The social network pointed out that its initial hackathon of 2016 was also its 50th companywide hackathon, so it was dubbed the Global Hack Jubilee.
Facebook also highlighted its Voyager transponder, saying in a blog post that it was built on the data-center technology it used for its Wedge 100 top-of-rack switch, and it was able to transmit Ethernet traffic at 200 gigabits per second over a single wavelength.
Messenger was also a frequent topic during Facebook’s hackathons, and the social network said in its blog post:
Hackathons often aren’t long enough to create something completely from scratch. Instead, many teams find ways to build on top of Facebook’s existing infrastructure in new ways. A Seattle-based group of engineers and designers leveraged some of the infrastructure behind Facebook Live with the goal of building a small, private, livestreaming experience within Messenger. The hackathon project was built on top of multiway, a backend service in C++ that handles connectivity, media encryption and decryption, and sharing call state between multiple participants. By the end of the hackathon, they were able to start a live videostreaming session in a group thread on Messenger and have other people in the group join as view-only participants, using the same signaling and permission models as the existing group audio calling feature within Messenger.
Messenger Group Video ChatsHoliday goodness delivery #2 (of 2)…
By *very* popular demand, and after a lot of work to get it right, we bring you group video chats to Messenger on Android, iOS, and desktop on Messenger.com worldwide starting today!
When you want to get together and see and hear each other face-to-face with multiple people, tap on the video camera icon in any group thread to start streaming video. This will notify (not ring) everyone in the said group so they can join at any time, and reciprocate. You can also decide to ring specific people’s phones in the group to make sure they join when you truly need them. It’s almost as good as getting together in a living room with your friends and family!
Last but not least, those of you on iOS will also have the ability to add 3D masks to make these live video conversations even more fun! Masks will also come to Android soon.
We hope you will love this new experience. And as always, please give it a try and send feedback our way so we can make it even better for you in the future!
Posted by David Marcus on Monday, December 19, 2016
They also exposed the multiway service via Facebook’s Graph API to allow Messenger calling from any third-party WebRTC client. Oculus built a voice-over-Internet-protocol feature on this infrastructure, which it announced at Oculus Connect 3 in October and recently launched as the Parties feature for Gear VR.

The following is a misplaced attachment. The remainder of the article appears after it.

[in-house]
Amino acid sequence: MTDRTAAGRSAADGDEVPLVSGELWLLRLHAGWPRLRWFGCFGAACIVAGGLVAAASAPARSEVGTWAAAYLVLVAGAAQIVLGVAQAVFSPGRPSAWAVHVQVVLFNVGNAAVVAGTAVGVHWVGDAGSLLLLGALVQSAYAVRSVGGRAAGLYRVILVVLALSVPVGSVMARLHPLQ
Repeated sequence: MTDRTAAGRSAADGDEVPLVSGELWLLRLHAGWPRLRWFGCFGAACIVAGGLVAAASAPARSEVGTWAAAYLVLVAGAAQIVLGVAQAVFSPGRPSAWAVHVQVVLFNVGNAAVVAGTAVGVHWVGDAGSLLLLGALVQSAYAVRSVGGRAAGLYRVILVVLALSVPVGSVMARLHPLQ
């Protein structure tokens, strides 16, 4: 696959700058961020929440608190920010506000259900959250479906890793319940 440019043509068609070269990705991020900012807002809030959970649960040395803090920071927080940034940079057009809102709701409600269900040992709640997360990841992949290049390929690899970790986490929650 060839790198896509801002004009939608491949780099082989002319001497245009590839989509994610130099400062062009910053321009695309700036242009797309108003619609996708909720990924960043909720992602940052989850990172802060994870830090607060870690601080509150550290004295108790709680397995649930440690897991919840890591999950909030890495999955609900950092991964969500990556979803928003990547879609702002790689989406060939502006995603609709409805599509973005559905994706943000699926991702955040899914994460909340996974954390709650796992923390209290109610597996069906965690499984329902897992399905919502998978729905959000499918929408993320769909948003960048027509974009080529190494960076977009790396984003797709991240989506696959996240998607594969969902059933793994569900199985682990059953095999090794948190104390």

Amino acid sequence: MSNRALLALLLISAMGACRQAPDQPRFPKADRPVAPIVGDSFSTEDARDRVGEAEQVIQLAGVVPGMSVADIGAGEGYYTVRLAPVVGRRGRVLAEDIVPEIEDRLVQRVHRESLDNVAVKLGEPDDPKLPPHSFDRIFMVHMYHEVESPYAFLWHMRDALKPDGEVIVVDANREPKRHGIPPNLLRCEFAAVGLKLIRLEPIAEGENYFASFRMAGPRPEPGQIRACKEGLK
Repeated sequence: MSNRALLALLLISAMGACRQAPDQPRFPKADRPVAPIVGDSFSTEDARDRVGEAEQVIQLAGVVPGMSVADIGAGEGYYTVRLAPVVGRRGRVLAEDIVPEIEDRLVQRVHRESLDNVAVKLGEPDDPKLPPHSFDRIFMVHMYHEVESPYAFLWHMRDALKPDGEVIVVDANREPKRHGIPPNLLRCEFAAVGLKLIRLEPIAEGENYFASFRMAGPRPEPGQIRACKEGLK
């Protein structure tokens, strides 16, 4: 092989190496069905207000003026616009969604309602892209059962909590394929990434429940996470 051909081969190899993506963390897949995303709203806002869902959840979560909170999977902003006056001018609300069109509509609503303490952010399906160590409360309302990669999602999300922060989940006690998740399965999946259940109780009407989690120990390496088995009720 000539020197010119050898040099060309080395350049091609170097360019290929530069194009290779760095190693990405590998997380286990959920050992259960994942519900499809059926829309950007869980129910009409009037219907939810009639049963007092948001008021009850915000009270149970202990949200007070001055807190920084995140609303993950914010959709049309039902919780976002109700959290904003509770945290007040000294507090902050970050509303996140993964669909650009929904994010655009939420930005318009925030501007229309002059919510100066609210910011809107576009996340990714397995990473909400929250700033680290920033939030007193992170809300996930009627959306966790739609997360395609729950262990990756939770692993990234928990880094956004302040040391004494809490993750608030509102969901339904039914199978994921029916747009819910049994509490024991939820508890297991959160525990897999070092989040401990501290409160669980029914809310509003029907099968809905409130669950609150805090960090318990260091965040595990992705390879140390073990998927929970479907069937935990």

The social network’s recent addition of an instant-verification component for Account Kit to its Android software-development kit also emerged from a hackathon.
Facebook also detailed its work on Nuclide and Atom at its multiple-day Space Camp hackathon:
Nuclide is Facebook’s open-source integrated developer environment for iOS, React Native and web development. During our three-day-long summer hackathon, one engineer decided to hack on top of Nuclide to integrate support for the programming language Swift. Drawing on the expertise of a few other Facebook engineers, the result was a small package called nuclide-swift with features including building and testing packages via a toolbar, autocomplete, type hints, outline view, automatic formatting and package commands. The integration was contributed to the Nuclide project on GitHub just a few weeks after the hackathon, and the team is still adding new features.
Nuclide is built on top of Atom, an open-source desktop text editor. At another hackathon later in the year, a few engineers set out to produce a version of Atom that runs in the browser as a step toward supporting remote development. While web applications in general offer several advantages for engineers–for example, automatic backups, remote access and server-side processing–Atom on the desktop still enjoyed several features that weren’t available in the browser, such as synchronous access to the filesystem, access to local resources, natively implemented dependencies, access to native application-programming interfaces and unrestricted access to the internet. During the hackathon, the engineers found workarounds to these obstacles and contributed a set of scripts that repackages Atom’s source so that it runs as a web app. This hack is still ongoing–you can follow progress, try it out or contribute to the code on GitHub.
Finally, the Recommendations feature Facebook introduced in October was also enhanced following another hackathon.
Readers: What was your favorite Facebook hack of 2016?